MedyMatch Shakes Up Health And Legal Statistics While Saving Lives

Stories of doctors misdiagnosing medical conditions can be shocking.  Unfortunately, we’ve all heard of them.  Luckily, not all medical errors are life-threatening.  Some can be harmless or cause only temporary problems.  It’s the ones that result in fatalities and those that substantially alter a person’s life, that concern us.

Indeed, it was a misdiagnosed medical emergency that lead to the founding of MedyMatch (medymatch.com), an Israeli startup whose goal it is to help doctors better diagnose patients in the Emergency Room.

MedyMatch has created a database comprised of millions of medical images gleaned from cases at hospitals in Israel and the US, specifically, Hadassah Medical Center in Jerusalem and Massachusetts General Hospital in Boston.  The database is an Artificial Intelligence cloud that MedyMatch uses to quickly process the images in effort to identify abnormalities in the image produced of the patient.  This is followed by analysis and ultimately a diagnosis based on the results.

“It’s about machine vision – the ability for the computer to actually see something on the image – combined with deep learning.  When you combine those two things together, there’s a new category now called Deep Vision: the idea of a machine, or an Artificial Intelligence, to be able to diagnose and learn from thousands of cases, for a specific disease, and then provide the physician a specific recommendation or diagnosis for that particular patient,” explained Michael Rosenberg, CFO and co-founder of MedyMatch, in an interview.

“It’s an ongoing process,” Rosenberg said.  “Every single case that comes into the cloud actually continually teaches the application to diagnose better.  So the more cases the application sees, the more sensitive the application becomes.”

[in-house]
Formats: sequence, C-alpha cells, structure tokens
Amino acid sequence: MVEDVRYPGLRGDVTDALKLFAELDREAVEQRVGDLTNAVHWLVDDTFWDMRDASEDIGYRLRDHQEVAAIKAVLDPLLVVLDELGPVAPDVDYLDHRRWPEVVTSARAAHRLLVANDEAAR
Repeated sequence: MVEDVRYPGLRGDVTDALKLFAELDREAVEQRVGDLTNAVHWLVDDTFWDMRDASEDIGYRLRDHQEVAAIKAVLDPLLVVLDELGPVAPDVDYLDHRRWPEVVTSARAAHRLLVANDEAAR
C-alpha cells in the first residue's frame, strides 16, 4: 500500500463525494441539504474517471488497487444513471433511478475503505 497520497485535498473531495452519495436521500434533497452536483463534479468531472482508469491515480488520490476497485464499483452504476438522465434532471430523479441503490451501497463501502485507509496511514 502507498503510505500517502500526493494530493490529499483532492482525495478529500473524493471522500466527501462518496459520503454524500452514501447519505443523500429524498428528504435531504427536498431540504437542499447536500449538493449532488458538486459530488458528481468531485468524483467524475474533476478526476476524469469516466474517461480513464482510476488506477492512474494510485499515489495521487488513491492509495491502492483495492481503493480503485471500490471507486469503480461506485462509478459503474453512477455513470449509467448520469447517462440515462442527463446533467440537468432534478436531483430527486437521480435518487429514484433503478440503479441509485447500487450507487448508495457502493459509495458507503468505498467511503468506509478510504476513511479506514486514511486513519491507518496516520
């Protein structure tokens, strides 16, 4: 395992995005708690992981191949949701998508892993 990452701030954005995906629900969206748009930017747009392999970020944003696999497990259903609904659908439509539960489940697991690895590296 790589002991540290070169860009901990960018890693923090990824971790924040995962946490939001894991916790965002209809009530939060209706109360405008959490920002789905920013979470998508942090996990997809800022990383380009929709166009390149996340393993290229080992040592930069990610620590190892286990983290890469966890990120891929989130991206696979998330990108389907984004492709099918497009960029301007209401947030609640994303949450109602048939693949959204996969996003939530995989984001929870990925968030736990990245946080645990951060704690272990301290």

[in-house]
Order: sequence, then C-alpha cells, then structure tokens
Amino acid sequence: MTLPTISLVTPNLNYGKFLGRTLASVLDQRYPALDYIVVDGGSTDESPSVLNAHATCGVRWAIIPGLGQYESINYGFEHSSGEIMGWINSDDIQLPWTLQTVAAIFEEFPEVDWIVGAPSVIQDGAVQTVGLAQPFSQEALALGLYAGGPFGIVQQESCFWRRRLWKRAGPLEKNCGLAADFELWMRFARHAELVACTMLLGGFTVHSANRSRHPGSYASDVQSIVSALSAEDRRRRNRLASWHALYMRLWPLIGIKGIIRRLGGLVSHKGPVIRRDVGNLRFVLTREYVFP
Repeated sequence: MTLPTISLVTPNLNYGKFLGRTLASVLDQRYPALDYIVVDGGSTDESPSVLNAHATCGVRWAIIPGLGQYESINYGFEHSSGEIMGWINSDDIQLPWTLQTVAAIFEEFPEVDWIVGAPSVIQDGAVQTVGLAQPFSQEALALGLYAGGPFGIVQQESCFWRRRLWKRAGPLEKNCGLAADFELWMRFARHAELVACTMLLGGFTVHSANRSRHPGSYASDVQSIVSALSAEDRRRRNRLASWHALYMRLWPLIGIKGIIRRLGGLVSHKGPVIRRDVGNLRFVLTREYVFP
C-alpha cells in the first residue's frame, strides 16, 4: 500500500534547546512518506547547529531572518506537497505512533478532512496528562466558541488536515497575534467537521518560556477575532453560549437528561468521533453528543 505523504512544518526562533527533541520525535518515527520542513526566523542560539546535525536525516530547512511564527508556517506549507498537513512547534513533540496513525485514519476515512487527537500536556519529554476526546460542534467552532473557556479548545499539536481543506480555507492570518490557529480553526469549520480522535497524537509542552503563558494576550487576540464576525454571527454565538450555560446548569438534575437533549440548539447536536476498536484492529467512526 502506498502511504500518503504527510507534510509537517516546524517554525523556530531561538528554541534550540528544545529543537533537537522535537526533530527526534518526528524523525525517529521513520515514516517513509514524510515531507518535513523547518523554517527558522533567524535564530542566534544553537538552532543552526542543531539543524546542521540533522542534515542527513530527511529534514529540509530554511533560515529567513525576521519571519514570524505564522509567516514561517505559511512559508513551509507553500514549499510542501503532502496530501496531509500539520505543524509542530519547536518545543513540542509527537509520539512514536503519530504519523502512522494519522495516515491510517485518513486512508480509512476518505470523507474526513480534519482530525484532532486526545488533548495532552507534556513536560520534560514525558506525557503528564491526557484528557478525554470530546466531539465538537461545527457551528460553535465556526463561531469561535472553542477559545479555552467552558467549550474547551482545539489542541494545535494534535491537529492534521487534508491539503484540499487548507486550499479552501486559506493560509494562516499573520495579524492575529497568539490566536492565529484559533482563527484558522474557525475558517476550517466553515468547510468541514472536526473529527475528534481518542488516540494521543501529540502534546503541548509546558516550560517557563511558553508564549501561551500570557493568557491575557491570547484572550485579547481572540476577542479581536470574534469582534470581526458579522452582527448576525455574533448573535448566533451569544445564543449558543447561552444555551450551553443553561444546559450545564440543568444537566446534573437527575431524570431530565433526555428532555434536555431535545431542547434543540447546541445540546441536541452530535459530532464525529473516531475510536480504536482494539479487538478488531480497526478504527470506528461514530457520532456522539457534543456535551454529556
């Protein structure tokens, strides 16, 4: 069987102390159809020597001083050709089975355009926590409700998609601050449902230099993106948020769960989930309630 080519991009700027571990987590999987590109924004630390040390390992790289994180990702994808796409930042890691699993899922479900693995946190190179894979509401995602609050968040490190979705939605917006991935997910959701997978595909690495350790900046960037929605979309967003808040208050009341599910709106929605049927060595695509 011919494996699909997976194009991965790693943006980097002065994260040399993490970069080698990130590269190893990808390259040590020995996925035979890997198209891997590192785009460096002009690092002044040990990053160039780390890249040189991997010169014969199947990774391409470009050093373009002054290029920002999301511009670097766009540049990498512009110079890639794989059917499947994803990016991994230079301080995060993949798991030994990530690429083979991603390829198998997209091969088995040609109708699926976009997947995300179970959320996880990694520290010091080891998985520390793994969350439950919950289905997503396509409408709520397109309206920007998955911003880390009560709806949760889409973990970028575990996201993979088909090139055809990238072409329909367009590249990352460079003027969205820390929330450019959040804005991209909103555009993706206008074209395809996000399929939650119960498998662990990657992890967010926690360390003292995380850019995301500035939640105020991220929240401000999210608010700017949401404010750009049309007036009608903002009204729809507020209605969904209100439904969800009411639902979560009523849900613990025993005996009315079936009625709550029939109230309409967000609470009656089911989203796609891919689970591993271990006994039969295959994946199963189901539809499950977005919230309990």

MedyMatch’s algorithm currently focuses reading CT scans from cerebrovascular incidents that might occur in the ER, including brain trauma, skull fracture, pulmonary embolism, stroke, etc.

The technology is being touted as a, “decision support tool” and as, “a second look” that will effectively provide the doctor with an expert opinion in a matter of minutes.

But in truth, its implications extend far beyond the lifesaving information it can provide for a single patient.

A recent article about the effects of medical care gone wrong, published in The British Medical Journal (BMJ), updated antiquated data that relied on a report from the year 1999 whose figures were based on a study done yet 15 years earlier, in 1984.

The new findings expose “medical error” as the third leading cause of death in the US, after heart disease and cancer, and followed by respiratory disease, accidents and stroke.  Over 251,000 people die each year in the US alone due to medical error, and that’s using conservative estimates, according to Dr. Martin Makary, professor of surgery at Johns Hopkins University School of Medicine, and a co-author of the article.

This is certainly not unique to US hospitals.  Medical error is a high ranking cause of death throughout the world.

Dr. Makary explained why the results of his study are so significant.  “The list of most common causes of death that each country puts out each year is a big deal. It informs all of the research priorities for that country, research funding and public awareness campaigns.”

And so, it turns out that in addition to improving the chances of correctly diagnosing patients in the ER, MedyMatch has the potential to lower the rating of the “medical error” category on the list of leading causes of death in the world.

Reaching further, MedyMatch’s influence might even extend into the realm of medical malpractice.  US News and World Report cited a 2013 study, also published in BMJ, showing that diagnosis-related claims make up the majority, and are the most costly of all malpractice claims.  Moreover, diagnosis-related errors are the leading cause of claims associated with death and disability.

“If someone has a headache, and you say ‘take two aspirin and call me in the morning,’ but the headache is really a brain aneurysm, the patient could die before morning,” said study author Dr. David Newman-Toker, an associate professor of neurology at the Johns Hopkins University School of Medicine.

That’s where MedyMatch comes in, to save not just the life of the patient, but also to avoid a lawsuit and at the same time change the world landscape of the medical health field.

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